The public confuses the term “science” with knowledge, because advancements in knowledge are so often associated with scientists conducting scientific research. Science, in fact, consists of investigational rules designed to reduce uncertainty about hypothesized causes. While good scientists follow the same rules, the hypotheses worth studying require deep knowledge of the field of inquiry. That being said, scientific knowledge about broad scientific topics is more the province of encyclopedists, textbook writers and clinicians (e.g., physicians, pharmacists, etc.) than scientists. This distinction is important for understanding the alarm that most scientists experienced when the Trump administration chose a new administration spokesperson for the COVID-19 pandemic task force.
They replaced Dr. Tony Fauci, chief of the National Institute of Allergy and Infectious Diseases, with Dr. Scott Atlas, a radiologist from the Hoover Institute, a conservative think tank at Stanford University. I checked the ISI scientific database for evidence of scientific research productivity by these two men. Dr. Atlas coauthored 48 mostly neuroradiology-focused articles since 2005, none of them focused on infectious diseases. Dr. Fauci coauthored 1,456 publications since 1974, mostly focused on investigating infectious diseases. Atlas had utterly no experience in conducting research on infectious diseases, whereas Fauci could discourse authoritatively for hours on what hypotheses were less or more promising.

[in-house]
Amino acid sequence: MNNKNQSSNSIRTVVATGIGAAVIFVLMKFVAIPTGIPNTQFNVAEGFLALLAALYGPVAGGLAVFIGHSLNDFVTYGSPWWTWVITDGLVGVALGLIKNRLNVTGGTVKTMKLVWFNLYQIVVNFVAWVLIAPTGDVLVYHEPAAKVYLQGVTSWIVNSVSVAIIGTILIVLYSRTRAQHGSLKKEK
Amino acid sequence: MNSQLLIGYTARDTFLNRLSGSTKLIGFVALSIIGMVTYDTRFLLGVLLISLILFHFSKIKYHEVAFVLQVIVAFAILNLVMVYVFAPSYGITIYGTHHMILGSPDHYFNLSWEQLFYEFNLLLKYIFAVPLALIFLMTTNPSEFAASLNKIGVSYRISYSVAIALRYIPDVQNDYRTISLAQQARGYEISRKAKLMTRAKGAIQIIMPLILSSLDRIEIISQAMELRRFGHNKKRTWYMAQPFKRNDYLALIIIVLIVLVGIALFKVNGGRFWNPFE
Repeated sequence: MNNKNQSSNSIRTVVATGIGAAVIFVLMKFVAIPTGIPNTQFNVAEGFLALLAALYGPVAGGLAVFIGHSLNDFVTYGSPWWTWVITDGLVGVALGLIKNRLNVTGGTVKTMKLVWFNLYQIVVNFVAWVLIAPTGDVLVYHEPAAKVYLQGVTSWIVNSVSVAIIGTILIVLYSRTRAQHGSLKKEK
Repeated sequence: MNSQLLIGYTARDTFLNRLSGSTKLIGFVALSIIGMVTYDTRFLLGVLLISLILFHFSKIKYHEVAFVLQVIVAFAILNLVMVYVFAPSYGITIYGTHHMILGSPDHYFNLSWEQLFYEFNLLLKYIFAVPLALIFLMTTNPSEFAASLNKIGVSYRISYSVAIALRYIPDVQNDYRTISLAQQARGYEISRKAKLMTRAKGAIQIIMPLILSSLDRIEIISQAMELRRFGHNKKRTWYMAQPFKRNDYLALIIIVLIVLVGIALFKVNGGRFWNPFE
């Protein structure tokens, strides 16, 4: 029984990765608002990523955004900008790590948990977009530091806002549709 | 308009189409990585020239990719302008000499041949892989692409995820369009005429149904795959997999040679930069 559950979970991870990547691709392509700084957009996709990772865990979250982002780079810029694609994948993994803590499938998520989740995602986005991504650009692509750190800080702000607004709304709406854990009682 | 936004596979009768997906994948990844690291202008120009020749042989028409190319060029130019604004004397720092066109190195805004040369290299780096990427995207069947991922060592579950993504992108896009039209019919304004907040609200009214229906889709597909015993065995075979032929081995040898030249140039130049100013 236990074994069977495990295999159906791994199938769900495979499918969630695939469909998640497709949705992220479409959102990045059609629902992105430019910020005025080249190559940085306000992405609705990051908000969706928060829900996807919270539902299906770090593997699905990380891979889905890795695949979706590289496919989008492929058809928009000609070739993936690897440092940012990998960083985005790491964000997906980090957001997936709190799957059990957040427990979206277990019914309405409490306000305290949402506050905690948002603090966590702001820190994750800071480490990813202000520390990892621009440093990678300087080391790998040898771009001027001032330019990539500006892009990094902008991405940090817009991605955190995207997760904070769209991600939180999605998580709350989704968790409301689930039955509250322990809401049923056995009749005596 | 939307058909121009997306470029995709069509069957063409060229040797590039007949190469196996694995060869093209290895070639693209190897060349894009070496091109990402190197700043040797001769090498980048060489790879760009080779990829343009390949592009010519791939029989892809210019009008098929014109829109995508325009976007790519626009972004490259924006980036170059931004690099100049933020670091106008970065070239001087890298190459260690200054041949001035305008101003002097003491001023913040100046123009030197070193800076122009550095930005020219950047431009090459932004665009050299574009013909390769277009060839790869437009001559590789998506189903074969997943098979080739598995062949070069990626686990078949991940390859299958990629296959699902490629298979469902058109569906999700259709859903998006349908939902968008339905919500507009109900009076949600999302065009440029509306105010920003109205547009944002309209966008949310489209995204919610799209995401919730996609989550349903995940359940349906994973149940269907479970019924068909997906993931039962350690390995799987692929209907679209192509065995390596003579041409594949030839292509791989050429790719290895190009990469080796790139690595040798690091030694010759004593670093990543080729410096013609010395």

President Trump preferred Atlas to Fauci because Atlas was willing to publicly endorse Trump’s belief that mask-wearing, social distancing and restrictions on economic activity were not needed in dealing with the COVID-19 pandemic. Assuming that Atlas and Fauci had equivalent expertise as “scientists,” Trump supporters were less inclined to take the practical steps endorsed by most infectious disease experts to slow transmission of the coronavirus, turning political affiliation into a significant risk factor. As a result, Trump supporters in the U.S. Senate have been 7.4 times more likely to be diagnosed with COVID-19 than Democrats. In the U.S. House of Representatives, Trump supporters have been 2.2 times more likely to be diagnosed with COVID-19 than Democrats. Political beliefs have health consequences, as the late 41-year-old congressman-elect Luke Letlow learned the hard way.